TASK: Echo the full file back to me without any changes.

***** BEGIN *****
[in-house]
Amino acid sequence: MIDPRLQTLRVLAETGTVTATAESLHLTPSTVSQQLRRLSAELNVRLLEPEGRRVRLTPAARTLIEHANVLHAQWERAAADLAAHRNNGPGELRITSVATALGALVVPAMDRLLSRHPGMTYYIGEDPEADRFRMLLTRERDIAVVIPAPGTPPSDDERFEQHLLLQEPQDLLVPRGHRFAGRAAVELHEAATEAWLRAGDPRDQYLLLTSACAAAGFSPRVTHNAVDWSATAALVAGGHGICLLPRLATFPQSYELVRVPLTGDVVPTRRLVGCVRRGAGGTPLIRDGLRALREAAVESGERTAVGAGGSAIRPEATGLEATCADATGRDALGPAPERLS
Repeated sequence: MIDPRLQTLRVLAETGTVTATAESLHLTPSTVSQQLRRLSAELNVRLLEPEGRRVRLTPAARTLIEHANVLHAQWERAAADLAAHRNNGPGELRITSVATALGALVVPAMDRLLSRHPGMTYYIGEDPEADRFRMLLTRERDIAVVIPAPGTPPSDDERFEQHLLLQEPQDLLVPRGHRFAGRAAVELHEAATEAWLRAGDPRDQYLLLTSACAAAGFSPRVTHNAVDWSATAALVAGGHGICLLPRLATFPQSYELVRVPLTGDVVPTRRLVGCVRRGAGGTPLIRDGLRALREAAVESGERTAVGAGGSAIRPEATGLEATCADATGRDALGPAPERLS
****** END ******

[in-house]
Amino acid sequence: MIDPRLQTLRVLAETGTVTATAESLHLTPSTVSQQLRRLSAELNVRLLEPEGRRVRLTPAARTLIEHANVLHAQWERAAADLAAHRNNGPGELRITSVATALGALVVPAMDRLLSRHPGMTYYIGEDPEADRFRMLLTRERDIAVVIPAPGTPPSDDERFEQHLLLQEPQDLLVPRGHRFAGRAAVELHEAATEAWLRAGDPRDQYLLLTSACAAAGFSPRVTHNAVDWSATAALVAGGHGICLLPRLATFPQSYELVRVPLTGDVVPTRRLVGCVRRGAGGTPLIRDGLRALREAAVESGERTAVGAGGSAIRPEATGLEATCADATGRDALGPAPERLS
Repeated sequence: MIDPRLQTLRVLAETGTVTATAESLHLTPSTVSQQLRRLSAELNVRLLEPEGRRVRLTPAARTLIEHANVLHAQWERAAADLAAHRNNGPGELRITSVATALGALVVPAMDRLLSRHPGMTYYIGEDPEADRFRMLLTRERDIAVVIPAPGTPPSDDERFEQHLLLQEPQDLLVPRGHRFAGRAAVELHEAATEAWLRAGDPRDQYLLLTSACAAAGFSPRVTHNAVDWSATAALVAGGHGICLLPRLATFPQSYELVRVPLTGDVVPTRRLVGCVRRGAGGTPLIRDGLRALREAAVESGERTAVGAGGSAIRPEATGLEATCADATGRDALGPAPERLS